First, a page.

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Re: Tree CONSTRUCTORs and Ada array indices

On Wed, Oct 14, 2015 at 5:57 PM, Eric Botcazou <> wrote:
>> I'm having fun with arrays in Ada ;) and wondering if anyone can tell me
>> what's right here.
> No surprise, arrays are probably the base types for which there is the largest
> gap between Ada and the C family of languages, for which GCC was written.
> You can see in the E_Array_Subtype case of gnat_to_gnu_entity the hoops we
> have to jump through to make them work.
>> In GCC this gets represented as an ARRAY_TYPE, whose TYPE_DOMAIN is a 32-bit
>> signed integer type; the TYPE_MAX_VALUE of this is 1 (as a size_int), the
>> TYPE_MIN_VALUE of this is -1 as a size_int, i.e. 4294967295. I believe
>> using (unsigned 32-bit) size_int for min/max is correct (?) despite the
>> domain being a signed type.
> Historically it was required that TYPE_DOMAIN be a subtype of 'sizetype', see
> build_index_type.  The Ada compiler was originally using a signed 'sizetype'
> because of this (all the other compilers were using an unsigned one) but a
> couple of changes (POINTER_PLUS_EXPR and LTO) essentially forced a uniform
> 'sizetype' across languages and the Ada compiler wasn't the winner. ;-)
>> An array of this type is then initialized with a CONSTRUCTOR. The
>> CONSTRUCTOR has three elements, with INTEGER_CST indices, being in order
>> 2^32-1, 0, 1 (all of sizetype).
>> I substitute the CONSTRUCTOR into an ARRAY_REF <blah>[4294967295]{lb:
>> 4294967295 sz: 2}, i.e. that picks the element with index (sizetype)2^32-1.
>> fold() in fold-const.c then fails to fold, because it does binary search for
>> 2^32-1 through the constructor elements, and first checks against the
>> middle CONSTRUCTOR_ELT, which has index 0.
> IIRC I wrote this code (before the signedness change).
>> So, where's the bug here? Should all these indices have sizetype? Should
>> fold-const.c's binary search respect the TYPE_DOMAIN of the type of the
>> CONSTRUCTOR being searched? (Lots of build_int_cst to reinterpret the
>> CONSTRUCTOR_ELT indices, and/or the index being searched for, in said
> According to Richard, we should now be able to set TYPE_DOMAIN to something
> else than a subtype of 'sizetype' but this is a mid-term goal and may require
> some substantial work.  The short-term solution is probably to do nothing,
> arrays with negative indices are not very common in real life even in Ada.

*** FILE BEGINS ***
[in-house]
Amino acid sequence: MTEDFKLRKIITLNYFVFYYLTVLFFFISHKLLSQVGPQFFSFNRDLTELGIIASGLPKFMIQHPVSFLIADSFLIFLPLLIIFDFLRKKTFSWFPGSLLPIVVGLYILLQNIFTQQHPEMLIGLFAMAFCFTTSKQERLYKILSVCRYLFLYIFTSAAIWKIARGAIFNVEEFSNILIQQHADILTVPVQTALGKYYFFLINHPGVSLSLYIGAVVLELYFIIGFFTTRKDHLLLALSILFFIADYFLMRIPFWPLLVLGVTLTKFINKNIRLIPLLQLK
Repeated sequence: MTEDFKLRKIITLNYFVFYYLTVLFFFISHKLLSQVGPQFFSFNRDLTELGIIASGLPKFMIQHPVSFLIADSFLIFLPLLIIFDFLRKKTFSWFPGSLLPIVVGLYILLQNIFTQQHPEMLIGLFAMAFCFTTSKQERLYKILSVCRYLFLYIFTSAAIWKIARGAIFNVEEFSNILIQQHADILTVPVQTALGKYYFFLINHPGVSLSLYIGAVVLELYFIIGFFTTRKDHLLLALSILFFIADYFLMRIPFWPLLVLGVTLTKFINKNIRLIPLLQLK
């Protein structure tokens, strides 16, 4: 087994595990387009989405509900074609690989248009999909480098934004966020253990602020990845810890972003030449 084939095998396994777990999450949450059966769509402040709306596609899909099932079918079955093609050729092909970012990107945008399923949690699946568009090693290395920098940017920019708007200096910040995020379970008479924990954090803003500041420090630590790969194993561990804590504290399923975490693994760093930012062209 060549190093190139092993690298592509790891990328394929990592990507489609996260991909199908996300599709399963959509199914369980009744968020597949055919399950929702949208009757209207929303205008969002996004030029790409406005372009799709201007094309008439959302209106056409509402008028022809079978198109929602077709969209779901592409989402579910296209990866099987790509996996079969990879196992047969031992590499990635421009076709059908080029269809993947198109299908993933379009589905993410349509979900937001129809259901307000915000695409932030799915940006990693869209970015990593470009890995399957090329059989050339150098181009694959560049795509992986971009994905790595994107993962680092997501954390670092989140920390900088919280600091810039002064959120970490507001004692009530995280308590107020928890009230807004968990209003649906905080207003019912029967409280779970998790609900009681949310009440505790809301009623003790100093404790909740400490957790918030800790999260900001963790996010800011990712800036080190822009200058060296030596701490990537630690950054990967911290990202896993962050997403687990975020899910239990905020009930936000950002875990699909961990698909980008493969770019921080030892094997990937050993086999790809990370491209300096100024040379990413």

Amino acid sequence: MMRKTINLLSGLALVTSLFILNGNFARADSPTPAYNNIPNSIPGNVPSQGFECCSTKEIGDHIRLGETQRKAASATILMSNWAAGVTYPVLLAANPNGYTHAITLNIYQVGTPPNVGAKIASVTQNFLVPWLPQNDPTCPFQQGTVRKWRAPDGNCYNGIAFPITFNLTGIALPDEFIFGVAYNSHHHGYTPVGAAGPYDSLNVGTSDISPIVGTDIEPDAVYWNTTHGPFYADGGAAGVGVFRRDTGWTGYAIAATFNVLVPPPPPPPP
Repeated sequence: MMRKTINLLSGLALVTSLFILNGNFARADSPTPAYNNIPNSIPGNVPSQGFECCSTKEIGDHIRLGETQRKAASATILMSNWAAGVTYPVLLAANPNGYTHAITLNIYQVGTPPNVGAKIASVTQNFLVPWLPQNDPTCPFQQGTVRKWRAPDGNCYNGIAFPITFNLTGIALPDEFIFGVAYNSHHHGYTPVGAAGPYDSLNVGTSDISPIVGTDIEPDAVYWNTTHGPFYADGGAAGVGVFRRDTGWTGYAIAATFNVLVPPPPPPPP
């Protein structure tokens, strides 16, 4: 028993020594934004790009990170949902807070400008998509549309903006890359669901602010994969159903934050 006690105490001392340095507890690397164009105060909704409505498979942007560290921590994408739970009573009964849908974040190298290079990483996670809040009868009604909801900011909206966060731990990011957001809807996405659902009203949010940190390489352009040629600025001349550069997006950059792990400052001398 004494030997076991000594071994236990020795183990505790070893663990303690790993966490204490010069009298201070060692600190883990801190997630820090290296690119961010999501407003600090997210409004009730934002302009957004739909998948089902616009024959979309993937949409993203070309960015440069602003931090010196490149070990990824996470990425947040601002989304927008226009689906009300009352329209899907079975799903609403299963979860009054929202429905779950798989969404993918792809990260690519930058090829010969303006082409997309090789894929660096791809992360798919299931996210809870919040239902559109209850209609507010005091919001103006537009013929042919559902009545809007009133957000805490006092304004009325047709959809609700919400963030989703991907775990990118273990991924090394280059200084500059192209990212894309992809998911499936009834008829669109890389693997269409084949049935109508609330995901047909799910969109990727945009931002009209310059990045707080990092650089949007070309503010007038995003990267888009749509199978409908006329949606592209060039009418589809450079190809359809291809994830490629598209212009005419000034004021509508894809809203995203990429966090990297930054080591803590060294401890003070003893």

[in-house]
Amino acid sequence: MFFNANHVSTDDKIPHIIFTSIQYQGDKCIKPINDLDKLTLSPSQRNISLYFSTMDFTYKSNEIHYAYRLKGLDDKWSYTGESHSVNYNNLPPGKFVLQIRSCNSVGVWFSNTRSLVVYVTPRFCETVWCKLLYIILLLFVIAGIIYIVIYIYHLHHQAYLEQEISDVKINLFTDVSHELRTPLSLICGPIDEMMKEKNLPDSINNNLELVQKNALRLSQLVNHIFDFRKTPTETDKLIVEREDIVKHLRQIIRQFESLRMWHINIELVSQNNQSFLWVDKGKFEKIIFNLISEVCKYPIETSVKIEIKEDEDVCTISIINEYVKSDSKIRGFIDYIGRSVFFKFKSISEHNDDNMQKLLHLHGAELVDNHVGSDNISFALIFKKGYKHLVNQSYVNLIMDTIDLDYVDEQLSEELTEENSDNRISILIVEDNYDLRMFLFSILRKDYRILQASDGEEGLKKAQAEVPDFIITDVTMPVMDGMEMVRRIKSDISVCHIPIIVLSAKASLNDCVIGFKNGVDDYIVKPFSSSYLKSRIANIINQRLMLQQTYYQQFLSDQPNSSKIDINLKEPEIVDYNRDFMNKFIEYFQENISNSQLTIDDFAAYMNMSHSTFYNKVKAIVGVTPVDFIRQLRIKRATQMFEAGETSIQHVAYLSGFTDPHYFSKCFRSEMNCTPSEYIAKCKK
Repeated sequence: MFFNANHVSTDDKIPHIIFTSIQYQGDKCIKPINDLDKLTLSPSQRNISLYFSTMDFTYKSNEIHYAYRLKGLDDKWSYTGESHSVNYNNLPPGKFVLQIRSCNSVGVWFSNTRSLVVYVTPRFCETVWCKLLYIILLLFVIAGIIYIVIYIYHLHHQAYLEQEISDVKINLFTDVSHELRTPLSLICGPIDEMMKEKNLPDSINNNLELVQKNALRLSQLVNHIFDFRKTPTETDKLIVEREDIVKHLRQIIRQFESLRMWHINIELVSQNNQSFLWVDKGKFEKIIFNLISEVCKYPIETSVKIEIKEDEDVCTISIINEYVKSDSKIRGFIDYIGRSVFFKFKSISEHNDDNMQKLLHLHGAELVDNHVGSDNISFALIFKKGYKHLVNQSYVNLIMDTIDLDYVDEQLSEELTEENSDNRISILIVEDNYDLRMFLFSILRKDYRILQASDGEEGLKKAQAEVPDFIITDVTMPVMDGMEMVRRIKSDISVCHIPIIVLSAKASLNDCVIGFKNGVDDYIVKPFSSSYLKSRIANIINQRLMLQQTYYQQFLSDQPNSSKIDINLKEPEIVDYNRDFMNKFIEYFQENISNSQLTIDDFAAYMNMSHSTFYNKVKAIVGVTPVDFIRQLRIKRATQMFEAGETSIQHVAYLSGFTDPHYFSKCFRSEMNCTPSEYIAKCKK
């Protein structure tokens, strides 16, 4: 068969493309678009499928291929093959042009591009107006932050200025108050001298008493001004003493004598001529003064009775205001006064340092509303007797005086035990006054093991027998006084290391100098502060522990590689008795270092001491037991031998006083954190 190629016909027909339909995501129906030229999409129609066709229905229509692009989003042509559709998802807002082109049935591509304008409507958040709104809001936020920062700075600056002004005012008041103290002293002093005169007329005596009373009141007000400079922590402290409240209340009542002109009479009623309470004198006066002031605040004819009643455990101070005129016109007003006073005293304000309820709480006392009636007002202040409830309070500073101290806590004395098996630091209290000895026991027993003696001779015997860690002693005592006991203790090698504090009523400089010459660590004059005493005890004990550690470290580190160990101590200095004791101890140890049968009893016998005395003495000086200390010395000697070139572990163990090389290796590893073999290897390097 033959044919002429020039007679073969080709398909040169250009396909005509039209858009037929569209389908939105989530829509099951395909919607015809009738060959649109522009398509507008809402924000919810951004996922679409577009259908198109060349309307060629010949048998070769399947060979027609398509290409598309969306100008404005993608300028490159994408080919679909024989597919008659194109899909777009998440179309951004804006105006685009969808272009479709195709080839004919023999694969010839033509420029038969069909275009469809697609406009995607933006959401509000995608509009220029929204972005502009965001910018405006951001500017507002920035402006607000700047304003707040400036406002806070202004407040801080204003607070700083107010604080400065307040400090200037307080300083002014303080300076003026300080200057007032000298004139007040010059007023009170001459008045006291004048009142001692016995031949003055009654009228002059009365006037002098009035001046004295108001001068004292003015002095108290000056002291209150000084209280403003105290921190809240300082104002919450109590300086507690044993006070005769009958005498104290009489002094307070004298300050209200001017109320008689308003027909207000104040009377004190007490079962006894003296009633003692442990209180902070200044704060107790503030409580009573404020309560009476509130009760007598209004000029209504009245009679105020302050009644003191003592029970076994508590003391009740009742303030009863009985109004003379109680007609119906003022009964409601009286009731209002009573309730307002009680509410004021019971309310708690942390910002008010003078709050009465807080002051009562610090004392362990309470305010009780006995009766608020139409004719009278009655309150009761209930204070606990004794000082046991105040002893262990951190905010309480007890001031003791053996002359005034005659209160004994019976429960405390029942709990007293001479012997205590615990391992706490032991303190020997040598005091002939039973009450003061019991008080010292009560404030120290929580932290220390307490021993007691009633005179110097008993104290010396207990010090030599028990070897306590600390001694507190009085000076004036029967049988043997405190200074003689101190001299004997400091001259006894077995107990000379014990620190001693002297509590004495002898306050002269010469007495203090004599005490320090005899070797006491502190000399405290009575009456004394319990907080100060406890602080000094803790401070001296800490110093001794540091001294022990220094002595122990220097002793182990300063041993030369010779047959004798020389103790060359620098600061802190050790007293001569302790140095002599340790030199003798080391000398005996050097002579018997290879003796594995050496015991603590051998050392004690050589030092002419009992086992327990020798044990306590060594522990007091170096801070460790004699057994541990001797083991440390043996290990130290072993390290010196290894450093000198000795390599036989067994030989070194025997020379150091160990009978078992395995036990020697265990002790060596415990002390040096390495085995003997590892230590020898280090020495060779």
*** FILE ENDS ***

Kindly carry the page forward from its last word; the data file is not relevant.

C/C++ empty arrays (int a[0]) now use a signed TYPE_DOMAIN with bounds [0, -1]
for example (that was my original motivation to make hopefully all of
the middle-end
work with ssizetype TYPE_DOMAINs at least).  The tree.c range-type build helpers
accept all integral types now (but most FEs use sizetype or ssizetype).

ISTR also doing some Ada adjustments but they may have been dumped for
"interesting" changes to stor-layout.c instead:

                /* ???  When it is obvious that the range is signed
                   represent it using ssizetype.  */
                if (TREE_CODE (lb) == INTEGER_CST
                    && TREE_CODE (ub) == INTEGER_CST
                    && TYPE_UNSIGNED (TREE_TYPE (lb))
                    && tree_int_cst_lt (ub, lb))
                    lb = wide_int_to_tree (ssizetype,
                                           offset_int::from (lb, SIGNED));
                    ub = wide_int_to_tree (ssizetype,
                                           offset_int::from (ub, SIGNED));
                  = fold_convert (sizetype,
                                  size_binop (PLUS_EXPR,
                                              build_int_cst (TREE_TYPE (lb), 1),
                                              size_binop (MINUS_EXPR, ub, lb)));

            /* ??? We have no way to distinguish a null-sized array from an
               array spanning the whole sizetype range, so we arbitrarily
               decide that [0, -1] is the only valid representation.  */
            if (integer_zerop (length)
                && TREE_OVERFLOW (length)
                && integer_zerop (lb))
              length = size_zero_node;

this probably tries to deal with the situation you are running into.


> --
> Eric Botcazou

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